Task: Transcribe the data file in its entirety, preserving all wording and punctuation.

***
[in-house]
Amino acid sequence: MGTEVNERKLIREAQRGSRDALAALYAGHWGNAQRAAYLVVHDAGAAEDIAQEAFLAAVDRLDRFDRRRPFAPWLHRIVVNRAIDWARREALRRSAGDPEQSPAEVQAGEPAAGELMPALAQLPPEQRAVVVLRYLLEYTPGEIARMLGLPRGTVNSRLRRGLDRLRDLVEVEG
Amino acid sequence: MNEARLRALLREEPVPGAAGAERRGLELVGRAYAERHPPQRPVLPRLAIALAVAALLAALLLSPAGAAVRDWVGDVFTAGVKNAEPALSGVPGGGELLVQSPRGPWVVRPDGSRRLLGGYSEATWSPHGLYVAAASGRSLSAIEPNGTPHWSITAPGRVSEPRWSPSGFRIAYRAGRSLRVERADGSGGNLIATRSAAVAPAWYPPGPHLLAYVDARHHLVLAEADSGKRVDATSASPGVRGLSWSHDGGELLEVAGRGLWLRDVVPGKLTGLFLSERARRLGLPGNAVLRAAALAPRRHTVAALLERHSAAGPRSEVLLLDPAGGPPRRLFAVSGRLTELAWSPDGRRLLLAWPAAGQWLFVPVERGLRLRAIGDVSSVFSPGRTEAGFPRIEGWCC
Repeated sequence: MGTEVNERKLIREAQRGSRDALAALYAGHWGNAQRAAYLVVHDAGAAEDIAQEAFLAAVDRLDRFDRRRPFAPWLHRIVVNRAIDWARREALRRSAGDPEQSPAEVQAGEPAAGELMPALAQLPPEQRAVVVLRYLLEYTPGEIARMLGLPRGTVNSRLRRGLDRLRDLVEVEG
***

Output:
[in-house]
Amino acid sequence: MGTEVNERKLIREAQRGSRDALAALYAGHWGNAQRAAYLVVHDAGAAEDIAQEAFLAAVDRLDRFDRRRPFAPWLHRIVVNRAIDWARREALRRSAGDPEQSPAEVQAGEPAAGELMPALAQLPPEQRAVVVLRYLLEYTPGEIARMLGLPRGTVNSRLRRGLDRLRDLVEVEG
Amino acid sequence: MNEARLRALLREEPVPGAAGAERRGLELVGRAYAERHPPQRPVLPRLAIALAVAALLAALLLSPAGAAVRDWVGDVFTAGVKNAEPALSGVPGGGELLVQSPRGPWVVRPDGSRRLLGGYSEATWSPHGLYVAAASGRSLSAIEPNGTPHWSITAPGRVSEPRWSPSGFRIAYRAGRSLRVERADGSGGNLIATRSAAVAPAWYPPGPHLLAYVDARHHLVLAEADSGKRVDATSASPGVRGLSWSHDGGELLEVAGRGLWLRDVVPGKLTGLFLSERARRLGLPGNAVLRAAALAPRRHTVAALLERHSAAGPRSEVLLLDPAGGPPRRLFAVSGRLTELAWSPDGRRLLLAWPAAGQWLFVPVERGLRLRAIGDVSSVFSPGRTEAGFPRIEGWCC
Repeated sequence: MGTEVNERKLIREAQRGSRDALAALYAGHWGNAQRAAYLVVHDAGAAEDIAQEAFLAAVDRLDRFDRRRPFAPWLHRIVVNRAIDWARREALRRSAGDPEQSPAEVQAGEPAAGELMPALAQLPPEQRAVVVLRYLLEYTPGEIARMLGLPRGTVNSRLRRGLDRLRDLVEVEG